C-T insists it is in brewing for the long run and some observers believe its Dutch parent group Carlsberg is preparing to go on a buying spree to strengthen its position.
The UK’s biggest brewer, Scottish & Newcastle, with 30 per cent of the market, is also looking to expand its beer portfolio, while at the same time trying to offload its underperforming Center Parcs leisure interests. Like Whitbread, S&N suffers from a low stock-market rating and is in danger of losing its FTSE 100 status.
It has expanded rapidly over the past six years and earlier this year swallowed up smaller rival Greenalls, but brewing still accounts for just 40 per cent of its profits.
The Greenalls deal capped an unprecedented year of consolidation in the industry, which saw the six big regionals shrink to two: Wolverhampton & Dudley and Greene King.
This climate – coupled with the collapse in demand for cask ale – has fuelled speculation about the long-term future of Britain’s small, family-owned brewers, which hold about five per cent of the market.
Bedford-based Charles Wells has 250 pubs, and brews Red Stripe and Kirin lager under licence alongside its own Bombardier bitter. Managing director Paul Wells says: “It has been a difficult year, but I think family brewers like ours will survive.
“We are a private company so we are protected from being buffeted by the markets. The downside is that we can’t go to the market to raise capital.”
Wells believes the tie system, which guarantees a captive market for a brewer’s products, is crucial to the survival of the 32 remaining family brewers.
But how long the system can survive, in an era of tighter employment and competition laws, is questionable.
One analyst says: “The brewers have no bargaining power with the supermarkets or the pub companies. With their own estates they can pass on increased costs through the value chain, into their own pubs.”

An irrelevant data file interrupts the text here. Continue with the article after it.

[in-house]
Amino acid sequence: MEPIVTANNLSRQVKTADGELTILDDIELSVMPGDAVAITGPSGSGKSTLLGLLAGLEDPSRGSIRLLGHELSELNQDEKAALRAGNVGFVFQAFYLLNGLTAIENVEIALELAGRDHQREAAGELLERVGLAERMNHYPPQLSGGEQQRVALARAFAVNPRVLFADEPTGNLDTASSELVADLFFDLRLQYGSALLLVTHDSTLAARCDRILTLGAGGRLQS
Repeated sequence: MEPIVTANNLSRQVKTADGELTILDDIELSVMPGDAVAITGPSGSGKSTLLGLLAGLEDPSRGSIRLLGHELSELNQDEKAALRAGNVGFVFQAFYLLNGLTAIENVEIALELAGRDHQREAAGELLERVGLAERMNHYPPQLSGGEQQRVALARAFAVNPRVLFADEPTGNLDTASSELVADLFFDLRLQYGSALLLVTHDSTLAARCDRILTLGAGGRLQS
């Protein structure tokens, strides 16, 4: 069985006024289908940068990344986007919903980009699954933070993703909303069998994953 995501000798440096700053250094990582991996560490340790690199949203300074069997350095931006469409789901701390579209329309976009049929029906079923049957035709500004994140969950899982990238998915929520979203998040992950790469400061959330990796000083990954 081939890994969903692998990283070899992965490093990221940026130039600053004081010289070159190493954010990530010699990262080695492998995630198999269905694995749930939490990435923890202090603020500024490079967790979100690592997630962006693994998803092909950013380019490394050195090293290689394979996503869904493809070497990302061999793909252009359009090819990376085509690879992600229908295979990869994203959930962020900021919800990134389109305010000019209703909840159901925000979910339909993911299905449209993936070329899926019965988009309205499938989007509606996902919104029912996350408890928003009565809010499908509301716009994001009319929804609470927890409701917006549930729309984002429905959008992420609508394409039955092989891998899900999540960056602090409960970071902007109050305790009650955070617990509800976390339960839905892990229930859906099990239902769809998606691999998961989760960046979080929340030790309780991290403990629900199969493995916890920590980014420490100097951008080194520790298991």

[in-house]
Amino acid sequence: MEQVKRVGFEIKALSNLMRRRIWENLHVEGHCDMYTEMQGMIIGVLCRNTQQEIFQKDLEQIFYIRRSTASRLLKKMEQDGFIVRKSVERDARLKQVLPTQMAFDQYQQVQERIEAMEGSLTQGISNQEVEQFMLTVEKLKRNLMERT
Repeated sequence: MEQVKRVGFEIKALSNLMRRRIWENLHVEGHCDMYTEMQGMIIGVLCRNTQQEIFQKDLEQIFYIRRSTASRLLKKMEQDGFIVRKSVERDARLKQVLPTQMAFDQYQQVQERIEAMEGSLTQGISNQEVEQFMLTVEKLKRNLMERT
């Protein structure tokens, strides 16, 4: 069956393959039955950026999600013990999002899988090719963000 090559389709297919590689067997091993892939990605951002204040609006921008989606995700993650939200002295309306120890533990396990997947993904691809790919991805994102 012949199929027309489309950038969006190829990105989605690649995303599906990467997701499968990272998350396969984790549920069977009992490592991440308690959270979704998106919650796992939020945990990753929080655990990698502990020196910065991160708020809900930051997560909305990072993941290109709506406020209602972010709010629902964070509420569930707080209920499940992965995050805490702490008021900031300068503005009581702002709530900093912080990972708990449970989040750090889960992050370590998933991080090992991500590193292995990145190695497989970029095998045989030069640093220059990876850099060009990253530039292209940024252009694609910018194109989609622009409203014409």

He adds: “There will be a shake-out. Some of the weaker players will fall away. The industry likes to think there is room for everybody, but there isn’t.
“The number of exits from the brewing industry has been remarkably low, partly because of the family element, but it has to change.”
The traditional link between breweries and pubs, which has served the industry well for centuries, is coming under increasing pressure. However, the prospects for a demerged beer company, on the scale likely to be allowed under current competition laws, would not be good. More likely, would be a buyer from abroad.
South African Breweries has been on the acquisition trail globally and now has a listing on the London Stock Exchange. And Interbrew was this week reported to be hunting acquisitions.
Heineken, the Dutch group which is the second largest brewer in the world, is another possibility. Its franchise agreement with Whitbread is due for renewal in 2002 and it may be tempted to take over the supply of its own products.
But so far the foreign breweries have yet to make a move, perhaps scared off by a declining market and the Government’s taste for meddling in the market.
The other way forward for the industry is more consolidation, and some observers predict the formation of one or two super-breweries, with a streamlined portfolio of top-selling beers and lagers. But this may be blocked by the Government.
The gap in the market left by the disappearance of the regionals would be taken by single-pub micro-breweries, catering for those with a taste for more distinctive brews.
Whatever happens, the market for beer and lager shows little sign of reversing its long-term decline. Making beer is still a profitable business but real growth opportunities lie elsewhere.
It will be interesting to see which of the big three brewers, for so long a cornerstone of British business life, will still be making beer at the end of the next decade.